Friday, February 15, 2008

Yellowstone Bison Still Victims of Ignorance – Even Calves (babies) Sent to Slaughter

This story really points out the true reality of Bison in Yellowstone. For one, anytime they even slightly stray from the artificial boundaries they have to face, they are harassed. Two, the only solution the government ever comes up with is slaughter. Sadly, this happened again, and will include putting 17 calves (babies) to slaughter.

As stated below, “…under a controversial program to limit contact between bison and cattle, state and park officials were sending another batch of 40 captured bison, including 17 calves, to a slaughterhouse, in a move further inflaming the passions of animal rights campaigners.”

Article:

Yellowstone’s Departed: Bison Calves Head to Slaughter, a Long-Lost Hare

http://dotearth.blogs.nytimes.com/2008/02/14/a-vanishing-from-yellowstone-and-bison-calves-head-to-slaughter/

By Andrew C. Revkin


A biologist proposes reintroducing the long-vanished white-tailed jack rabbit to Yellowstone National Park. (Credit: Joel Berger, WCS)So-called wildlife is ever less wild these days, it seems, and ever more managed, something like props on a stage. Here’s a brief update on the comings and goings of some mammals in Yellowstone National Park, where a new study finds there was a mysterious vanishing long ago of the white-tailed jack rabbit, not only from the sprawling park but the greater Yellowstone ecosystem all around. Some biologists seek its reintroduction. In the meantime, the park’s expanding herd of bison is finding itself in harm’s way once again.

First, the rabbits. Joel Berger, a University of Montana researcher and biologist for the Wildlife Conservation Society (who was just interviewed in Science Times), scoured records back into the 1800’s and found that the jack rabbit was abundant 130 years ago, yet no one has seen one since 1991 in Yellowstone, with only three spotted in the adjacent Grand Teton National Park since 1978.

The disappearance, cause unknown, may mean the ecosystem that is considered the norm in Yellowstone may not, in fact, reflect its historical biological patterns. This species gap could, for instance, explain why coyotes there have been hunting and killing young elk and pronghorn antelope more than is typical, according to Dr. Berger, who reported his findings in the journal Oryx. His paper suggests that wildlife managers consider reintroducing the jack rabbits into the two parks. “Reintroduction may result in the establishment of dynamic ecological processes that were intact before rabbits vanished from the ecosystem,” Dr. Berger said.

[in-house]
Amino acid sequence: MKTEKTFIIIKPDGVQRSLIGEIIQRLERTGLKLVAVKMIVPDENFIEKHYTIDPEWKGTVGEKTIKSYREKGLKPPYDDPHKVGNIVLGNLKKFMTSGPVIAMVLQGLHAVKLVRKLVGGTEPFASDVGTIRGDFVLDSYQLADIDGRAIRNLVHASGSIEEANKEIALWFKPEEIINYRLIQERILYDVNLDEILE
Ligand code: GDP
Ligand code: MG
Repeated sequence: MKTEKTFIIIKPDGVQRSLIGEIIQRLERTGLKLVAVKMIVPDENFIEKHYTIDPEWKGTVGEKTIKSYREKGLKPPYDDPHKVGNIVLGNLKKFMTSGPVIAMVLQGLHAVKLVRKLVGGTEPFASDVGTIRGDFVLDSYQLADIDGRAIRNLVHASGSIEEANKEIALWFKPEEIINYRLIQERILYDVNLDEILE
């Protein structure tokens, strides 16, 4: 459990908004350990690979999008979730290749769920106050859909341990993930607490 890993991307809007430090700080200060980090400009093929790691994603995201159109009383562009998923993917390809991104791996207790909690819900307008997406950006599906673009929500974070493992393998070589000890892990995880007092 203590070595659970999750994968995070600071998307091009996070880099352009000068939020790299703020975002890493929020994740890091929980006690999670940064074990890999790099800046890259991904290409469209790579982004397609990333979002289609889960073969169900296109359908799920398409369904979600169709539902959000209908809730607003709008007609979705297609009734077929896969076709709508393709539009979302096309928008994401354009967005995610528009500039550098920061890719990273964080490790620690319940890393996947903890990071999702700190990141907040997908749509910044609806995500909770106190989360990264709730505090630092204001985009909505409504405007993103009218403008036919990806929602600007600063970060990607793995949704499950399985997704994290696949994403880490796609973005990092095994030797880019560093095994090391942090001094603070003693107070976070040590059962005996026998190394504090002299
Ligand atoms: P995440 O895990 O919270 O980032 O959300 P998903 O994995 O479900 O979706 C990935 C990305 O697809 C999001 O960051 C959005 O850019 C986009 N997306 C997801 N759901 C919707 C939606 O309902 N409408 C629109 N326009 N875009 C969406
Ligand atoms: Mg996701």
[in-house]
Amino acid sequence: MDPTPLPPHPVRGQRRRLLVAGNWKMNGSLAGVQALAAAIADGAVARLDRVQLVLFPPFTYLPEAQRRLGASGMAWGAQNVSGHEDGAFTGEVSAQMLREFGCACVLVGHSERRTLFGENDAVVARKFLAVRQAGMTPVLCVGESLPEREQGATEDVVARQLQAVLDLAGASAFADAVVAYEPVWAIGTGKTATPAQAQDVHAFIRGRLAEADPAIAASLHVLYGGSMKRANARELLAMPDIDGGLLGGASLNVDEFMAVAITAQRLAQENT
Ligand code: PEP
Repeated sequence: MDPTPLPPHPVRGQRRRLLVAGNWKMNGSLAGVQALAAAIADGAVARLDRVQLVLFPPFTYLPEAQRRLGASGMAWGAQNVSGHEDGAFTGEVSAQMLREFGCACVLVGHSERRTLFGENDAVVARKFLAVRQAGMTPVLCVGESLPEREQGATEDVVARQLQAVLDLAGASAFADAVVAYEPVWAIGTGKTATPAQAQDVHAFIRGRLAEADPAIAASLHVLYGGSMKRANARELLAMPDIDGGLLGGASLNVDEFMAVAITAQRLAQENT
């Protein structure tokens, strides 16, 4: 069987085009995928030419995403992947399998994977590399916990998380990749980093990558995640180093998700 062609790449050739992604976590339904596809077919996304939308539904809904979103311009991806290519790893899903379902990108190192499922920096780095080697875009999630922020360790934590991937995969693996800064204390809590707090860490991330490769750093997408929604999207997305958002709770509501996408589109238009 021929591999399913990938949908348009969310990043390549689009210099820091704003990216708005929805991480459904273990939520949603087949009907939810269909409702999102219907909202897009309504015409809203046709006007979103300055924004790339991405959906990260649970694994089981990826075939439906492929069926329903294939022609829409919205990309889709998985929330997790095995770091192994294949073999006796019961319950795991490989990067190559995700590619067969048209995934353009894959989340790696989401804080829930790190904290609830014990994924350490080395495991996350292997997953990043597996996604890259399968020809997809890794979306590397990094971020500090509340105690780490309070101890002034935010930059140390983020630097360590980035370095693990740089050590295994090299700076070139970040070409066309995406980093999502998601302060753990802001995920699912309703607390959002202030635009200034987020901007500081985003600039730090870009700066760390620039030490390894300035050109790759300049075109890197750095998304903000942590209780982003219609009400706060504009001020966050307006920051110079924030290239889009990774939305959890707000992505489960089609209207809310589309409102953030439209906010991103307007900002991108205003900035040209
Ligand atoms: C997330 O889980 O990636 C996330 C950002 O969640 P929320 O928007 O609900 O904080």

My guess is that reintroduction might go a tad easier than others attempted in and around Yellowstone, most notable that of the gray wolf, which I blogged on here recently when neighboring states were given expanded latitude to allow hunters to kill the predators.

It’s a strange reality of these times that parks, which even at the vast scale of Yellowstone are islands, have to be managed. Species are added or culled to suit the limited real estate, satisfy our longing for restoring some pre-modern ecological norm, or sometimes — as in the case of wolves and bison — to accommodate the interests of neighbors, like Montana’s ranchers.

Bison are hemmed in and increasingly wander off park property, particularly in winter. They’ve been harassed by helicopter to drive them back (see the video on YouTube below, posted with permission). But more and more are being sent to slaughter, as well.

On Thursday, under a controversial program to limit contact between bison and cattle, state and park officials were sending another batch of 40 captured bison, including 17 calves, to a slaughterhouse, in a move further inflaming the passions of animal rights campaigners.

As the Billings Gazette reported, the calves had initially been slated to go to a quarantined research facility, but federal officials couldn’t finish negotiations over a necessary land lease.

The roundups of bison — hundreds per year lately — have been done ostensibly to limit chances that a livestock disease, brucellosis, can move from the bison to cattle. (It is somewhat ironic to some opponents of the bison killings that the disease originated in domesticated livestock, and no transmission from wild bison to cattle has been documented. More on these questions is in a pdf here.)

The practice has inflamed passions between ranchers and animal-rights campaigners led by the Buffalo Field Campaign, which today kicked off a week of protests.

No comments:

Search for More Content

Custom Search
Bookmark and Share

Past Articles